Industrialization came to the United State after 1790 as North American entrepreneurs increased productivity by reorganizing work and building factories. These innovations in manufacturing boosted output and living standards to an unprecedented extent; the average per capita wealth increased by nearly 1 percent per year – 30 percent over the course of a generation. Goods that had once been luxury items became part of everyday life.
The impressive gain in output stemmed primarily from the way in which workers made goods, since the 1790's, North American entrepreneurs – even without technological improvements – had broadened the scope of the outwork system that mace manufacturing more efficient by distributing materials to a succession of workers who each performed a single step of the production process. For example, during the 1820's and 1830's the shoe industry greatly expanded the scale and extend of me outwork system. Tens of thousands of rural women, paid according to the amount they produced, fabricated the "uppers" of shoes, which were bound to the soles by wage-earning journeymen shoemakers in dozens of Massachusetts towns, whereas previously journeymen would have made the enduring shoe. This system of production made the employer a powerful "shoe boss" and eroded workers' control over the pace and conditions of labor. However, it also dramatically increased the output of shoes while cutting their price.
For tasks that were not suited to the outwork system, entrepreneurs created an even more important new organization, the modem factory, which used power-driven machines and assembly-line techniques to turn out large quantities of well-made goods. As early as 1782 the prolific Delaware inventor Oliver Evans had built a highly automated, laborsaving flour mill driven by water power. His machinery lifted the grain to the top of the mill, cleaned it as it fell into containers known as hoppers, ground the grain into flour, and then conveyed the flour back to the top of the mill to allow it to cool as it descended into barrels. Subsequently, manufacturers made use of new improved stationary steam engines to power their mills. This new technology enabled them to build factories in the nation's largest cities, taking advantage of urban concentrations of inexpensive labor, good transportation networks, and eager customers.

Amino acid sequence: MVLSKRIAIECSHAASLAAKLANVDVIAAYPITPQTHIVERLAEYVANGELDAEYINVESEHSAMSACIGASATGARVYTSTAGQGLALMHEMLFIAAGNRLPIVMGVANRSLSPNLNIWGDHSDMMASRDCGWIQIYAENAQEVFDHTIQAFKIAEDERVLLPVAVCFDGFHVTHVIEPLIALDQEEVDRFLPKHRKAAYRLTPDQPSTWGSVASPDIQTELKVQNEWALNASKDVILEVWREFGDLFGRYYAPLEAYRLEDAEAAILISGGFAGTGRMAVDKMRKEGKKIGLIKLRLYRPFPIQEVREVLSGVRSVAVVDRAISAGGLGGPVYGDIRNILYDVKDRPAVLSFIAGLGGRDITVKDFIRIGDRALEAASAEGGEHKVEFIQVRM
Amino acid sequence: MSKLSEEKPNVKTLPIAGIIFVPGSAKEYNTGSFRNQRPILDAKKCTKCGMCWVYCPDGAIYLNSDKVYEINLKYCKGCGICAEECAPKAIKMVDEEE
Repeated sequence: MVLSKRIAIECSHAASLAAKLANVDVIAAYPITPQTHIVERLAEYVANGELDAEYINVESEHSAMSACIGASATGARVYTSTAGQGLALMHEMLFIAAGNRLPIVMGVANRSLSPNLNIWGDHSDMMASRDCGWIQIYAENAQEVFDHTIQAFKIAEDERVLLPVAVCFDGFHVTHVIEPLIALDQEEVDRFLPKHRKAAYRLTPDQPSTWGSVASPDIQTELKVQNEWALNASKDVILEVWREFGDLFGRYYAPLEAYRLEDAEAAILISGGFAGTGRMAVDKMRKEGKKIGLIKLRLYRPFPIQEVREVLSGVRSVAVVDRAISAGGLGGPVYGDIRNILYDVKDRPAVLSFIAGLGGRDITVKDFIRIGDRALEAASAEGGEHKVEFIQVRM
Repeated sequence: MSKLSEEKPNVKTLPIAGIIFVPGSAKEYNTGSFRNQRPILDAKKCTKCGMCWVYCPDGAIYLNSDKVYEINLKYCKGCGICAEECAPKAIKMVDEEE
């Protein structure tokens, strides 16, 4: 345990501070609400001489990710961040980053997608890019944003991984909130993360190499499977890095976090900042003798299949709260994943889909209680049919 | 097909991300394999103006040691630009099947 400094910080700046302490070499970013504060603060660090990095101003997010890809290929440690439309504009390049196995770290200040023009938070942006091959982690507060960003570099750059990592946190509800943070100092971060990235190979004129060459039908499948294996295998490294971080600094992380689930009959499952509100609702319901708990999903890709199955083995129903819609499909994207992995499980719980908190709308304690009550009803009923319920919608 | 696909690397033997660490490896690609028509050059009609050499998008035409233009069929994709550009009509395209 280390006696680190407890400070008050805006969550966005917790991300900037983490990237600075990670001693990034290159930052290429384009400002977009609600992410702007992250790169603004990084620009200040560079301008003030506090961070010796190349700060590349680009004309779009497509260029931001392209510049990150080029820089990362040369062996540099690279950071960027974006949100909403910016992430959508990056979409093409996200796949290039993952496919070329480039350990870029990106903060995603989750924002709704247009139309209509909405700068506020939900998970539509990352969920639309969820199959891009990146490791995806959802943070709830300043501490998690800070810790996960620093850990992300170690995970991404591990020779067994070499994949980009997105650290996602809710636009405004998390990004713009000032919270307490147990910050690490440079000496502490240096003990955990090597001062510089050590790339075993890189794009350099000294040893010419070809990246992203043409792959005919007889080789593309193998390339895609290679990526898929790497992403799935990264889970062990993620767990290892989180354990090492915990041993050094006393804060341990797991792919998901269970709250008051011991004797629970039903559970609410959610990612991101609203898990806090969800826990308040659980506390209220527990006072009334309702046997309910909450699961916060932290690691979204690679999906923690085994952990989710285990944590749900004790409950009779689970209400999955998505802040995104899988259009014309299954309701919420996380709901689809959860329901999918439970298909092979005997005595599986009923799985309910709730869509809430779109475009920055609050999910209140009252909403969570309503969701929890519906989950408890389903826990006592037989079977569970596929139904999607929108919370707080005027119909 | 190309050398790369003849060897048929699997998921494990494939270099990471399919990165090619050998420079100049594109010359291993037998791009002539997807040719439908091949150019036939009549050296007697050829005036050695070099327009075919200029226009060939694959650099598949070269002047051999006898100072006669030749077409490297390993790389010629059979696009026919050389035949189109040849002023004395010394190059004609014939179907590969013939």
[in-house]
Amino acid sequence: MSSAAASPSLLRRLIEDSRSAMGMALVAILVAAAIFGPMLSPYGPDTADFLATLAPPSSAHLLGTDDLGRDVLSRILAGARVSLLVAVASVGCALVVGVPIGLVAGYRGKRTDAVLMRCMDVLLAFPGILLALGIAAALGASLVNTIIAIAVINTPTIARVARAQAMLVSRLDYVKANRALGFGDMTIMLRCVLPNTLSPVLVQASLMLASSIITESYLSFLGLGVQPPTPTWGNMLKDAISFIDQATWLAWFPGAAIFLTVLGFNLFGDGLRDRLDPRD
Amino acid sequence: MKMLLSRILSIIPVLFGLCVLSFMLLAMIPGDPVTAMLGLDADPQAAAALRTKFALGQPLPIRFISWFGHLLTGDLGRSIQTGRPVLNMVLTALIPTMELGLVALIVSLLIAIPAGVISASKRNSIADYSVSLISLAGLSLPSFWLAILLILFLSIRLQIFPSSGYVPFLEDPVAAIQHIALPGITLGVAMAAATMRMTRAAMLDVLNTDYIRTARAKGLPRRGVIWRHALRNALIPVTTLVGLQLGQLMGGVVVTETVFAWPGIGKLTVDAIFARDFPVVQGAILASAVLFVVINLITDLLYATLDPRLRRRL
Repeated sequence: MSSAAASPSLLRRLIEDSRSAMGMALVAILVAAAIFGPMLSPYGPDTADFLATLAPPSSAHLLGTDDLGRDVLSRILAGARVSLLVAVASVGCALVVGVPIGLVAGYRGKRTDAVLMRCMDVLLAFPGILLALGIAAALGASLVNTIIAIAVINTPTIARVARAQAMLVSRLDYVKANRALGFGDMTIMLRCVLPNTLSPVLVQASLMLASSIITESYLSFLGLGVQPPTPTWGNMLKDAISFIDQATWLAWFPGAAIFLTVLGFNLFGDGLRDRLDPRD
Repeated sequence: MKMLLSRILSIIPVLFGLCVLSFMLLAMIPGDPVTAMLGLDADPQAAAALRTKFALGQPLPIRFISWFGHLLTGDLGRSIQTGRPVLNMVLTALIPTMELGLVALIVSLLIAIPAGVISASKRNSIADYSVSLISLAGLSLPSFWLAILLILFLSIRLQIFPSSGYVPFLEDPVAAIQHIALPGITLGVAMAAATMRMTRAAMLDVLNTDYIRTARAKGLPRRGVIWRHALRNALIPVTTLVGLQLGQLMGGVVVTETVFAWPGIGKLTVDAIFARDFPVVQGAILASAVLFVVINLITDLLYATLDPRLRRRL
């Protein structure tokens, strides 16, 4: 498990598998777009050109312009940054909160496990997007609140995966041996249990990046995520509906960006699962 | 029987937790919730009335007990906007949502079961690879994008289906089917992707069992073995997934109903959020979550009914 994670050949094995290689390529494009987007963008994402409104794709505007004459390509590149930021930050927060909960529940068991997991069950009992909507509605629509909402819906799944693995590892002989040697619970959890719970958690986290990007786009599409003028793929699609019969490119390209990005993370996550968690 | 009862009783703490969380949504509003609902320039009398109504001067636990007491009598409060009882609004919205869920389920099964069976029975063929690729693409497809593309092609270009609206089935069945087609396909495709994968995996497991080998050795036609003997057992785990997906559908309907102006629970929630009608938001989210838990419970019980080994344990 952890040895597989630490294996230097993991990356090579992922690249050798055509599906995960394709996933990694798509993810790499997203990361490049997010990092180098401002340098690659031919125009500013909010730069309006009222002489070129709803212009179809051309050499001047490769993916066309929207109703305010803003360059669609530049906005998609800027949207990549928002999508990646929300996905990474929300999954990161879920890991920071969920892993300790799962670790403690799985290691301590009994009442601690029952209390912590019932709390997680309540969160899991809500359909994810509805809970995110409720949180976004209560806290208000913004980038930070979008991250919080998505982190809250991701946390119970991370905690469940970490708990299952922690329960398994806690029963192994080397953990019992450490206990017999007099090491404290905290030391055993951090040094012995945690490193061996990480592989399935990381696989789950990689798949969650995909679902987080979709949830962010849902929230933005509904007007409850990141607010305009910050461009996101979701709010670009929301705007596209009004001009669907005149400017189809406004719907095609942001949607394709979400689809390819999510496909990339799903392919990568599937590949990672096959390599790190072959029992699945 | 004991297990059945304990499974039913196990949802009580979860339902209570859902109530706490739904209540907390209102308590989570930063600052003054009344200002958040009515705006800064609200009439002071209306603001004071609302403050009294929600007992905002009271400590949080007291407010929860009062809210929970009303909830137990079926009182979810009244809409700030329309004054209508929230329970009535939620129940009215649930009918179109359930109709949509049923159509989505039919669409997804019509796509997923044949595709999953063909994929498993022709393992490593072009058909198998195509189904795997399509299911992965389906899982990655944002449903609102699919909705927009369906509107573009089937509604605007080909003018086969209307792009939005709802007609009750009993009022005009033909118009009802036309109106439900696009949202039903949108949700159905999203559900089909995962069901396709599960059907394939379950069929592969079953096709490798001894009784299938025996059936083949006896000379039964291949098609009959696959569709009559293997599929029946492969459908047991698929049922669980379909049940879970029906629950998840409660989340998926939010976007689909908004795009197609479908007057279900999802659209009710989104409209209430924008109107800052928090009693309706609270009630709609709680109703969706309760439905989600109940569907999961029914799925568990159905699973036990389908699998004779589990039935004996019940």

1. What is the passage mainly about?
(A)The difficulties of industrialization in North America
(B)The influence of changes in manufacturing on the growth of urban centers
(C) The rapid speed of industrialization in North America
(D) Improved ways of organizing the manufacturing of goods
2. The word "boosted" in line 3 is closest in meaning to
3. The word "scope" in line 9 is closest in meaning to
4. The author mentions the shoe industry in the second paragraph to provide an example of how
(A) entrepreneurs increased output by using an extended outwork system
(B) entrepreneurs used technological improvements to increase output
(C) rural workers responded to "shoe bosses"
(D) changes in the outwork system improved the quality of shoes
5. All of the following are mentioned as effects of changes in the shoe industry during the 1820's and 1830's EXCEPT
(A) an increase in the worker's dependence on entrepreneurs
(B) an increase in the wages paid to journeymen shoemakers
(C) a decline in the workers ability to control the speed of production
(D) a decrease in the price of shoes
6. All of the following are true of the outwork system EXCEPT
(A) It involved stages of production.
(B) It was more efficient than the systems used before 1790.
(C) It made many employers less powerful than they had been before.
(D) It did not necessarily involve any technological improvements.
7. The word "prolific" in line 22 is closest in meaning to
8. According to the passage, how did later mills differ from the mills differ from the mill built by Oliver Evans?
(A) They were located away from large cities.
(B) They used new technology to produce power.
(C)They did not allow flour to cool before it was placed in Barrels.
(D)They combined technology with the outwork system.
9. The word "it" in line 24 refers to
(A) water power
10. The passage mentions which of the following as a result of improvements in factory machinery?
(A) It become easier for factory' owners to find workers and customers.
(B) Manufacturers had to employ more highly skilled workers.
(C) The amount of power required for factories operate was reduced.
(D) Factories could operate more than one engine at a time.
11. The word "eager" in line 29 is closest in meaning to
1)D 2)B 3)C 4)A 5)B 6)C 7)B 8)B 9)C 10)A 11)D